And seriously, drop the D&D. It makes your post sound puerile and idiotic when you talk about how he captures 11th level mages and all that. Just say that he captures powerful wizards to do his bidding. You don't need to throw D&D in there, especially if your only going to use D&D terms and not actually base this submission off the system.
Also, how about some originality? I can't find one thing here that isn't straight out of D&D. Try putting some original species in place of the githyanki and lamias. Those two races are only slightly better then the drow. Go to Comment
1. The background seems sparse, and, suffice to say, boring. He just grew up normal (for a Lamia). We have no idea how he got all these powers, including his special Wisdom Drain. We have no idea at all who his parents were, or how he started his empire. He's your basic evil genius- very black and white. He hates everything. No personality at all.
2. Could you provide us examples of what a Lamia and a Githyanki are? Lamias are mythical creatures- there are varying definitions about those. And people who haven't played D&D will have trouble defining exactly what a Githyanki is.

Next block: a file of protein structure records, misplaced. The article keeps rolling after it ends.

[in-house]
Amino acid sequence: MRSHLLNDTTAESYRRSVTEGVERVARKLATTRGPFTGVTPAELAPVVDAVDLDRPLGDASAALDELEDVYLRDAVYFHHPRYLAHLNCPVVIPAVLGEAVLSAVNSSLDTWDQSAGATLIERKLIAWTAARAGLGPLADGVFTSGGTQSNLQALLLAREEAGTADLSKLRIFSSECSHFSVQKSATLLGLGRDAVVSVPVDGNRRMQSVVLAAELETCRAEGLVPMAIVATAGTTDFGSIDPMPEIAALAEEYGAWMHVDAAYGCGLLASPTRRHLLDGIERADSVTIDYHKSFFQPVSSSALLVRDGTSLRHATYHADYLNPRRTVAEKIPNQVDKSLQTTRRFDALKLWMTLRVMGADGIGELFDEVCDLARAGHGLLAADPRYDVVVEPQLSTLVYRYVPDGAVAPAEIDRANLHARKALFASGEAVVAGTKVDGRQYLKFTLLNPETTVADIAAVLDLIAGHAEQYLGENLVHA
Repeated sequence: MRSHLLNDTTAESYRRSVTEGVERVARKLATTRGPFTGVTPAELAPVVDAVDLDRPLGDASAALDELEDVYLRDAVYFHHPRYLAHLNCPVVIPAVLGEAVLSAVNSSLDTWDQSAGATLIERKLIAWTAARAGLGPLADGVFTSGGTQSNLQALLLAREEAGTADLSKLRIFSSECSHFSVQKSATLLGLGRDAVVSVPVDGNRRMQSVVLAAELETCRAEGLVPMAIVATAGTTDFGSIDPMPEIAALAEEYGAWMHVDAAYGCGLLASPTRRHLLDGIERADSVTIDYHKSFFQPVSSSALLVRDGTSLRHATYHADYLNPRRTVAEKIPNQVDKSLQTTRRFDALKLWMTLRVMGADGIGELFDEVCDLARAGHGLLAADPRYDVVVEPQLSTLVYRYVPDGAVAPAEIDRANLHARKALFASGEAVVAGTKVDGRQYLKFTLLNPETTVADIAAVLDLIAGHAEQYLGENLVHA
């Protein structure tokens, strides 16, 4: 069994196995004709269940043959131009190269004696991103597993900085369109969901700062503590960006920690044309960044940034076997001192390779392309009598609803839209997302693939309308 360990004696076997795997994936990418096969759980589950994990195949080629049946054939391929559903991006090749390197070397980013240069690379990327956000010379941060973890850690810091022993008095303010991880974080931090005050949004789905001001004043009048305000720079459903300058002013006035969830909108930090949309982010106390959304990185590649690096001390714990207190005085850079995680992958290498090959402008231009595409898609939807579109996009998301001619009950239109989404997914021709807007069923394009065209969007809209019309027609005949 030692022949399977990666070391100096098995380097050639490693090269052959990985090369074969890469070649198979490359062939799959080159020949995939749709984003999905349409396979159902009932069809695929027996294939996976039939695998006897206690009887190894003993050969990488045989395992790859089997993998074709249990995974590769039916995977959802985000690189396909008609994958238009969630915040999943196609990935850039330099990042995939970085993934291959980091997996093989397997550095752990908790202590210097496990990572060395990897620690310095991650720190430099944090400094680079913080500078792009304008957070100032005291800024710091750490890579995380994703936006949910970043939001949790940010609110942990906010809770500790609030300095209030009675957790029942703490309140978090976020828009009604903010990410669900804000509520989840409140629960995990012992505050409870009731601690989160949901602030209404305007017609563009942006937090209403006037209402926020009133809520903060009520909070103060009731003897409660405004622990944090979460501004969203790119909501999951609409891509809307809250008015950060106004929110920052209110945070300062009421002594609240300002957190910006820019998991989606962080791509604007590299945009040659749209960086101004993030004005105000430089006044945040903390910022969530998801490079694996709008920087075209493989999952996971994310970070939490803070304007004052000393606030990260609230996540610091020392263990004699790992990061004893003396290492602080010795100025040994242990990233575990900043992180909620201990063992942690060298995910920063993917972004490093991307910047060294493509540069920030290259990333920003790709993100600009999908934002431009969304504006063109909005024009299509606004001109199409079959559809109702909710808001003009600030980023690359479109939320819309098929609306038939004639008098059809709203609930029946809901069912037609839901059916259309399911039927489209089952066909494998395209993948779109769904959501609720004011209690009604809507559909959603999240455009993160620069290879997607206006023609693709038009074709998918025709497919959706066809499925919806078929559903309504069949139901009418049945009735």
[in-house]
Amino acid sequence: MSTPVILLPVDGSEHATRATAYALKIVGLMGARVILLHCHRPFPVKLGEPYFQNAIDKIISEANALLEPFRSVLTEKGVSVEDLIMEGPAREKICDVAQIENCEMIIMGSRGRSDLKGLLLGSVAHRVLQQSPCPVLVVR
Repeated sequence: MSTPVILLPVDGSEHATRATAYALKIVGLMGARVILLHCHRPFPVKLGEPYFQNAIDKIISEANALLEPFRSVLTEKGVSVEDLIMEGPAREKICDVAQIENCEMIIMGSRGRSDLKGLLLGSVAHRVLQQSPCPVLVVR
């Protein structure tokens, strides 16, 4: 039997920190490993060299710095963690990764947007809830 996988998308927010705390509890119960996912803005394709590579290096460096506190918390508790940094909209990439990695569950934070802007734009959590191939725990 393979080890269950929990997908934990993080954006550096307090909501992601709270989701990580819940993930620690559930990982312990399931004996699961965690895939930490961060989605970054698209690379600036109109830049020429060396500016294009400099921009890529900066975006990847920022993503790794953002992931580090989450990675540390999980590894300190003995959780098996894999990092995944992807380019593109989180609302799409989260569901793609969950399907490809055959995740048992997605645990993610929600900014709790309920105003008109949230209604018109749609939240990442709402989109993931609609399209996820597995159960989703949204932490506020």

Auxiliary Issue (No points deducted): This isn't specifically a criticism, but I sometimes have difficulty really getting a feel for what the character(s) can actually do. You provide D&D names for their powers, but I'm not familiar with these terms and find myself a bit confused.
This is a tough one. I want to vote 2.5, because it isn't bad, but I can't, so I just voted 3.
Good points: A nice well written post. Good communication and description.
There is nothing to stop him from taking over the world. He is unfindable, unreachable, and suitable to be a supervillian (fighting colorful cape clad heroes) given his power level.
Also, he is just Evil for Evil's sake. (Though there is some attempt to explain that he came from an EVIL society). This comes across as boring.
What are his real goals? He wants a secret empire to what purpose?
At this point, the PCs can do nothing but try to deflect his plots. Of course, they can't stay on their guard 24 hours a day... because you never know who is going to become a mind controlled assassin... including themselves. Go to Comment
A munchkin's dream - a psionic warrior mage serpent githyanki whatever... ack. And I though learning to pronounce stuff like 'phosphoenolpyruvatecarboxykinase' was tough.
All he's missing now is ... style. A reason to exist. A motivation. Playability. Background. Background. Background.
What he does not need is a +5 Vorpal Sword of Ultimate Killing and Shooting Lightning out of Several Orifices. He does not need to be immune to all energy attacks and everything. He does not need to make me *yawn*...
Where was I? Yes, we all can make up a super powerful bad guy who keeps Cthulu as a lap dog and eats candized archangels for breakfast.